In a briefing considering how the rural characteristics of the cost-of-living crisis published today, the charity claims deprivation in the countryside is often overlooked by policy makers who fail to recognise the profoundly limiting circumstances in which many low-income households find themselves.
It is estimated that 27% of rural households are currently in fuel poverty, many of whom are off the gas grid and have not received the same level of government subsidy as those on dual tariffs.
Housing affordability has also got worse in rural areas since the pandemic. Between 2020 and 2021, it was estimated rental prices in suburban and rural areas jumped by 11% compared to just 2% in urban areas. And in 2022, the cheapest properties to buy were 8.8 times the earnings of those on lower incomes, compared with 7.6 times earnings in the city.
Perhaps the most distinctive challenge facing rural households is access to services. Given that rural residents often need to travel more frequently and further to access employment and services, they have also been disproportionately affected by rising fuel prices which increased from £1.16 per litre for petrol in 2020 to £1.65 in 2022, and £1.19 to £1.78 for diesel respectively.
The human consequences of the cost-of-living crisis in rural areas can already be seen.
- Citizen Advice reports that energy debt is now the most common problem that people are presenting with in rural areas.
- A recent academic study supported by a range of organisations including ACRE, found that 91% of frontline workers in rural areas have seen homelessness increase in their area over the past five years.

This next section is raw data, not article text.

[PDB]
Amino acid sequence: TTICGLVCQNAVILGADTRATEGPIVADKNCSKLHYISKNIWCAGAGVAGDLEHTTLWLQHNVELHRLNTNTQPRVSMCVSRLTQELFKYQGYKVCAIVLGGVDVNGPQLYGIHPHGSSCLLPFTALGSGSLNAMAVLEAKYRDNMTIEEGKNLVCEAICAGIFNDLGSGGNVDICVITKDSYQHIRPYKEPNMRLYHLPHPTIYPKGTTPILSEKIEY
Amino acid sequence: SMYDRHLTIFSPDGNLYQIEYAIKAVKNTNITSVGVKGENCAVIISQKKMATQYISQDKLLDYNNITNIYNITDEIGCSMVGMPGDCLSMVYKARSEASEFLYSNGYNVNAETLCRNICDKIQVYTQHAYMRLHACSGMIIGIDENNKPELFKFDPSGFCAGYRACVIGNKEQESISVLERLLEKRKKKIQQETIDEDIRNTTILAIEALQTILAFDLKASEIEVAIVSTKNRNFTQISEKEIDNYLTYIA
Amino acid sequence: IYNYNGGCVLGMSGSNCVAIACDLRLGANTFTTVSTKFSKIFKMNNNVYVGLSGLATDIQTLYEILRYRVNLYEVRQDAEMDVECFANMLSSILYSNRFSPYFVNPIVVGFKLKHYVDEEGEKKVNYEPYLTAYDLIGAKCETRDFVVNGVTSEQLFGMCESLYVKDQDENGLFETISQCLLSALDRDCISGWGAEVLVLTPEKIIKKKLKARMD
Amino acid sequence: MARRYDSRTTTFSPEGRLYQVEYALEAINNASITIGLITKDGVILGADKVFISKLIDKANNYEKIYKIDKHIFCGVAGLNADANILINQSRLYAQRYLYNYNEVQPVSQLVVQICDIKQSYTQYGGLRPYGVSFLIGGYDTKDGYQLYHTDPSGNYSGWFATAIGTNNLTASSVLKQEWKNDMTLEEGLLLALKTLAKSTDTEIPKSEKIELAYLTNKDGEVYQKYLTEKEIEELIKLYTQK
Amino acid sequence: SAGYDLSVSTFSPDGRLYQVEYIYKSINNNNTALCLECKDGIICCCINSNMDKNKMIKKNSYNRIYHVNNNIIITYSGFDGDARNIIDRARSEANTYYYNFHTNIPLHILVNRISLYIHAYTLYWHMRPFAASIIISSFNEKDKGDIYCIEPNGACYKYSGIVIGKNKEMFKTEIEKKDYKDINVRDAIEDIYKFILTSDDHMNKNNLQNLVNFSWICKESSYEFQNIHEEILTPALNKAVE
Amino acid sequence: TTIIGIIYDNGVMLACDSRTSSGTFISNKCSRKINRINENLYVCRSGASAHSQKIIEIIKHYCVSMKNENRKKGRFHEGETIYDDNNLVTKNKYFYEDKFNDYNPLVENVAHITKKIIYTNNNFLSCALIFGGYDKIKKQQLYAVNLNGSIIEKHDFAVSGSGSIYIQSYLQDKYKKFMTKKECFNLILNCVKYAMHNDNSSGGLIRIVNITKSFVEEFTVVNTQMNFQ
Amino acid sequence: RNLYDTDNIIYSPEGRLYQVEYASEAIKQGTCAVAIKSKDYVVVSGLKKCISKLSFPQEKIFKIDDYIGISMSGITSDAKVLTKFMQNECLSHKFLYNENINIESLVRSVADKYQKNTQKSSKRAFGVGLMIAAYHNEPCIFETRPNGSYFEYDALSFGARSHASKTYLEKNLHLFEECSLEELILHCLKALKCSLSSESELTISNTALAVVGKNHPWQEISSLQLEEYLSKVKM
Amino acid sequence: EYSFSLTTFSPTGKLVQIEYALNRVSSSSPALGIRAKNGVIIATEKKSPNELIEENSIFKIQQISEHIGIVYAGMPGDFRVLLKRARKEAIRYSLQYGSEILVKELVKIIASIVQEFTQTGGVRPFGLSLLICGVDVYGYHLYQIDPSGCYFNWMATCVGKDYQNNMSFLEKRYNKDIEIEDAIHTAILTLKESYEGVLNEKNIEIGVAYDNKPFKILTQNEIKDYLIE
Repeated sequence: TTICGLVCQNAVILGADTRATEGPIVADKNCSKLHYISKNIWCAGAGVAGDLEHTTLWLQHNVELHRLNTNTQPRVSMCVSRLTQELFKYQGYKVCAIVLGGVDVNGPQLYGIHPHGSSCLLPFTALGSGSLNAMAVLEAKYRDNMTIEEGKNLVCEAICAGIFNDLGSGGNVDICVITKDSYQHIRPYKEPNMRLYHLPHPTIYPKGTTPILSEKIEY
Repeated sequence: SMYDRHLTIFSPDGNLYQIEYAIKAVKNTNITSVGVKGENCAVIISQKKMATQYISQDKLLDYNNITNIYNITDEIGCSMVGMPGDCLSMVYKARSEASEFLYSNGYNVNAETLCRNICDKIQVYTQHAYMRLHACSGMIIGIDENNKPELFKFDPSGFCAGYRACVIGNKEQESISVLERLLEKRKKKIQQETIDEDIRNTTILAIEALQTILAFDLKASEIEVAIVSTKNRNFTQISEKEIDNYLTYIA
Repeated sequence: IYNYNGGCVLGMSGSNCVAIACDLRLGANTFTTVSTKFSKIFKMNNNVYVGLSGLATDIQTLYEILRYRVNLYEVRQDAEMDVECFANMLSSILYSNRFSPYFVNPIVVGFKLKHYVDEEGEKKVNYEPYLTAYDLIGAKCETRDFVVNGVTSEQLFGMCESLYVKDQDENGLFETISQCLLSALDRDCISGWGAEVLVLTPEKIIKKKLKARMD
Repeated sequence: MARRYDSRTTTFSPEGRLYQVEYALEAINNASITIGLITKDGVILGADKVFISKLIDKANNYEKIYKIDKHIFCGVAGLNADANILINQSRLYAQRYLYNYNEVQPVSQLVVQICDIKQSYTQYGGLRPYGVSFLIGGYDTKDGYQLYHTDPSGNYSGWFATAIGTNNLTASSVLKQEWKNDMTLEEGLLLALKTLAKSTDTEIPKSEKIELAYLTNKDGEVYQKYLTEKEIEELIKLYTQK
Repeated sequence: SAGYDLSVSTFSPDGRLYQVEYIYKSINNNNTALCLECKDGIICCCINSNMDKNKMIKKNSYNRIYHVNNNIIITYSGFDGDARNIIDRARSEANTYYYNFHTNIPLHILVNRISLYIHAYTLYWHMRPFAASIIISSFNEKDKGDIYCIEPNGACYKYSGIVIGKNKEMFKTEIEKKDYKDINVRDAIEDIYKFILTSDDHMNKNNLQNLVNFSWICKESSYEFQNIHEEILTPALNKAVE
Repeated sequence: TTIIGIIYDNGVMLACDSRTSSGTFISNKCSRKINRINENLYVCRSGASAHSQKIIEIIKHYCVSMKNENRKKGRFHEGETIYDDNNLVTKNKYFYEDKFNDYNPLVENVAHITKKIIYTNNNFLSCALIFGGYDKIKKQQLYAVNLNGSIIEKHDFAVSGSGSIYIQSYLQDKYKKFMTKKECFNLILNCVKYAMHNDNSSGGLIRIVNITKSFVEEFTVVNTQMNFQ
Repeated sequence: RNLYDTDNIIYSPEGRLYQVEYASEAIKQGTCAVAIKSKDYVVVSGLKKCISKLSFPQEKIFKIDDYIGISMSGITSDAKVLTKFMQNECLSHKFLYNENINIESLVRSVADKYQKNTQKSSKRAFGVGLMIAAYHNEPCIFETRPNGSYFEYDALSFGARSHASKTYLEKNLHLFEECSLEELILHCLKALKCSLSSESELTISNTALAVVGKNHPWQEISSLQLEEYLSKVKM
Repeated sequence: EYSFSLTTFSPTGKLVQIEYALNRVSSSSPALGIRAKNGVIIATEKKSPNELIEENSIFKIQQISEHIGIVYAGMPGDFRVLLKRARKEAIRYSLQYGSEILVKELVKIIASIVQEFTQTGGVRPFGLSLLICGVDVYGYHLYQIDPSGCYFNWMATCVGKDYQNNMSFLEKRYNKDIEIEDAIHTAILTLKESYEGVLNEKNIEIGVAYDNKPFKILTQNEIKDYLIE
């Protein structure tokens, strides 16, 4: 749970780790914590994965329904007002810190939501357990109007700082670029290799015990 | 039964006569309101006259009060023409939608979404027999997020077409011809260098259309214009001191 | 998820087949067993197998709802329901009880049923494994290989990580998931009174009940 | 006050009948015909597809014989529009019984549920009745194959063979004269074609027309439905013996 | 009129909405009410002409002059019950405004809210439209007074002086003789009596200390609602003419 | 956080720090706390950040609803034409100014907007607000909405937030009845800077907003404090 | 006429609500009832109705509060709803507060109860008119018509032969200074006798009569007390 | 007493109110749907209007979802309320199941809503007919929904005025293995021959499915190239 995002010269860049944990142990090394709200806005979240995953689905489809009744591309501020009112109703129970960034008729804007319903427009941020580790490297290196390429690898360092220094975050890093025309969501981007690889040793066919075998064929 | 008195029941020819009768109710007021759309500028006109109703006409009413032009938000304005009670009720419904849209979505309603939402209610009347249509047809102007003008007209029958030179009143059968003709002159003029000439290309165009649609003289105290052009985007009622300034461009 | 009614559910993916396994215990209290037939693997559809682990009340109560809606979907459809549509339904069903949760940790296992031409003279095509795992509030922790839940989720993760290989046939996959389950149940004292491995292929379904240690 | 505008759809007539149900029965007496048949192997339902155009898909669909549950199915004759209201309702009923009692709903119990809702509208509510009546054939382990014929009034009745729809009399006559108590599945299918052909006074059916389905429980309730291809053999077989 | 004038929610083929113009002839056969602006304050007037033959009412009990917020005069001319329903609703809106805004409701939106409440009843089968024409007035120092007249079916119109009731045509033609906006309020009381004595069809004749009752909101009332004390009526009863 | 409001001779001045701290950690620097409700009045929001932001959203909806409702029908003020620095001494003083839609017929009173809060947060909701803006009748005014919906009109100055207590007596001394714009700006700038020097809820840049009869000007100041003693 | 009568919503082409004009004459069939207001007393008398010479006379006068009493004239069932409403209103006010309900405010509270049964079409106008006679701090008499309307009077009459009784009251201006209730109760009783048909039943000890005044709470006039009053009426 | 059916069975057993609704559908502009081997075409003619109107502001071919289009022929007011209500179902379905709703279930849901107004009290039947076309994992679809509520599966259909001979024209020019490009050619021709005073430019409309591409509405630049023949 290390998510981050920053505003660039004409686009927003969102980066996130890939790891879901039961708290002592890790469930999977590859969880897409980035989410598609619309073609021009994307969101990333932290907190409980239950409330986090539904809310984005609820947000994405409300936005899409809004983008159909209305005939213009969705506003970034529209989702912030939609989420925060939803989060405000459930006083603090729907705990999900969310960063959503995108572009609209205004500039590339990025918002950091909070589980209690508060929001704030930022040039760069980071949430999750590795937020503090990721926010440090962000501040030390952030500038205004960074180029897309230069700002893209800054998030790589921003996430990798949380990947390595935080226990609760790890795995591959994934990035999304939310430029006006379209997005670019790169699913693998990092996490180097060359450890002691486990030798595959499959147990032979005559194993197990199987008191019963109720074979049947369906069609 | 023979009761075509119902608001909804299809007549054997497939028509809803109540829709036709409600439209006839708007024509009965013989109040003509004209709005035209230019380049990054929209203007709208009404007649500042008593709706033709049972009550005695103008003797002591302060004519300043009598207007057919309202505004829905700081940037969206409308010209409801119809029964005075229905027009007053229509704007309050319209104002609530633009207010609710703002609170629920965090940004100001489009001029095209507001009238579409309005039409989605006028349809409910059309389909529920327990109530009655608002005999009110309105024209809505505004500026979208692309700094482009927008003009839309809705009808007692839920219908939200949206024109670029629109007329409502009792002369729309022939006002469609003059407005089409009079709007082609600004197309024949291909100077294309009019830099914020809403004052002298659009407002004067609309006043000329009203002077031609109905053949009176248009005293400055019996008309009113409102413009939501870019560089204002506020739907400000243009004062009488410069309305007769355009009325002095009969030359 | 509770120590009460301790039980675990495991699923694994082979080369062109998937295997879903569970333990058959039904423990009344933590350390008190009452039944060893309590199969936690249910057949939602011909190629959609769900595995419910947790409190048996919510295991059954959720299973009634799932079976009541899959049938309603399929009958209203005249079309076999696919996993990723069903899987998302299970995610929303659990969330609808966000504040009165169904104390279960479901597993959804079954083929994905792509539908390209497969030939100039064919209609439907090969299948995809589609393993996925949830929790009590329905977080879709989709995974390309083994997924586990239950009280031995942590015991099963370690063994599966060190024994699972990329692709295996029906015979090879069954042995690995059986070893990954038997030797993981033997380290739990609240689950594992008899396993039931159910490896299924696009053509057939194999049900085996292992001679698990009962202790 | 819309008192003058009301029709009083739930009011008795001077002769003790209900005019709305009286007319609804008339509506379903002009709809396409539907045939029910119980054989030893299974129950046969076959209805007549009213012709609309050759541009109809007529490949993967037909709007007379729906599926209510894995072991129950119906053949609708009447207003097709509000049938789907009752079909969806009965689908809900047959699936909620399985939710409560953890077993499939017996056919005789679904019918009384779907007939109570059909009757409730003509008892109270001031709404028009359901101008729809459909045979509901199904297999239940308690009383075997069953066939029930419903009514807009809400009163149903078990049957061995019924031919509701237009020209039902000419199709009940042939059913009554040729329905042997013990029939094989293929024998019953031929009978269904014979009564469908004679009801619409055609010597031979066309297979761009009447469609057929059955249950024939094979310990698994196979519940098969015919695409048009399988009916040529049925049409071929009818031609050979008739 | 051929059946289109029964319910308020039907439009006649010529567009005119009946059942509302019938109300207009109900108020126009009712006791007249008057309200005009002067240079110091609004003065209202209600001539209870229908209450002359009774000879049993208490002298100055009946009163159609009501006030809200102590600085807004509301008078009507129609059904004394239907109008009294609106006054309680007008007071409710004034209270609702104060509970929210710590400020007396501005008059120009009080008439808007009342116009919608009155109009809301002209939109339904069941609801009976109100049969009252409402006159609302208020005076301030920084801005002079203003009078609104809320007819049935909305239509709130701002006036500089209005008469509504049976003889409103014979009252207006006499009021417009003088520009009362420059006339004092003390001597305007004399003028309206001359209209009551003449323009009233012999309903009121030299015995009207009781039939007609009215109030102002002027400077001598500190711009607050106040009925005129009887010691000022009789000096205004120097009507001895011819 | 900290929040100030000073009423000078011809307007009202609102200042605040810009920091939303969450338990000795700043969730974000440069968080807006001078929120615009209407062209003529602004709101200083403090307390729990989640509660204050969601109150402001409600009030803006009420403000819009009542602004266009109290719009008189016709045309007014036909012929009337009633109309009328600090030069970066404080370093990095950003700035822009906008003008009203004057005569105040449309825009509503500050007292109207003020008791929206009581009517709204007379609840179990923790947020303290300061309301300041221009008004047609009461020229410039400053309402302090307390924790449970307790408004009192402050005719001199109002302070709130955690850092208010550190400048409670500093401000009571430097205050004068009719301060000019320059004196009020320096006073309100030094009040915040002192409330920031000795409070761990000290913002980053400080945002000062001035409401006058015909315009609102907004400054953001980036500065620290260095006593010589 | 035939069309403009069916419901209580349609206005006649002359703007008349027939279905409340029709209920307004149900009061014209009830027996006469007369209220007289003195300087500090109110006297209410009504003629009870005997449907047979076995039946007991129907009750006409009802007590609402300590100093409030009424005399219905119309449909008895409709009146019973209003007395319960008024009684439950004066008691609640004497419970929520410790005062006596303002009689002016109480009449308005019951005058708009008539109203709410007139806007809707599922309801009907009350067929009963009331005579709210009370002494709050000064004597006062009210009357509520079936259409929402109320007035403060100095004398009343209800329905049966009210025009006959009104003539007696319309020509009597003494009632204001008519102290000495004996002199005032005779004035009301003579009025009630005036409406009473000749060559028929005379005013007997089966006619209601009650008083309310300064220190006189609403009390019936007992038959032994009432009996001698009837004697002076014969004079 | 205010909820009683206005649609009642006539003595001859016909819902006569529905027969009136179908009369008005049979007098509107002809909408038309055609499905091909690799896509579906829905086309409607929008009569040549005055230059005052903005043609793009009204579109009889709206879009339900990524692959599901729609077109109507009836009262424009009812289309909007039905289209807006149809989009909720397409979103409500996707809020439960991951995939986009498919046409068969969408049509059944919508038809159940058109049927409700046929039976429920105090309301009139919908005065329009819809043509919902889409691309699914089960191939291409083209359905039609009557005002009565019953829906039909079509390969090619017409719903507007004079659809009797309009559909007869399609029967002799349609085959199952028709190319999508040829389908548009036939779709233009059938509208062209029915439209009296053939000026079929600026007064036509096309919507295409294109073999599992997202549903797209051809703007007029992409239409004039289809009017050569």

- Data published by the Trussell Trust shows that 65% more food parcels were distributed in rural districts in 2022/23 compared with 2020/21.
The briefing comes as the All-Party Parliamentary Group for Rural Business and the Rural Powerhouse chaired by Julian Sturdy MP and Lord Cameron of Dillington published its own report, ‘The Rural Premium’ based on written and oral evidence from stakeholders across the rural economy including ACRE. This report also details how those living and working in rural communities are at a disadvantage in terms of everyday living requirements, housing, employment and energy.
Commenting on the publication of ACRE’s briefing, Richard Quallington, Executive Director of the charity said: “Far too often the needs and concerns of rural communities escapes the lens of policy makers. This has certainly been the case over the past couple of years as the cost-of-living crisis has disproportionately ground down on many lower income rural households. Not only have sticky plaster initiatives such as the Energy Bills Support Scheme failed to recognise and address the specific circumstances of those living in the countryside, but long-term structural problems such as the lack affordable homes and access to services have gone neglected.
Whilst there is no magic bullet, we hope that at the very least the evidence we have published will trigger a much-needed conversation about what it means to be left behind in rural areas, and what can be done to achieve levelling up in the countryside”.
Notes to editors
Media contact: Phillip Vincent, firstname.lastname@example.org, 01285 425645.
ACRE’s Rural Cost of Living Briefing can be accessed here.
ACRE (Action with Communities in Rural England) is a charity speaking up for and supporting rural communities. It is the national body of the ACRE Network, England’s largest rural grouping of community support charities which together reach over 35,000 community groups annually, and lever in over £34 million each year in support of initiatives that equip people with the knowledge, skills, and connections needed to improve their local community.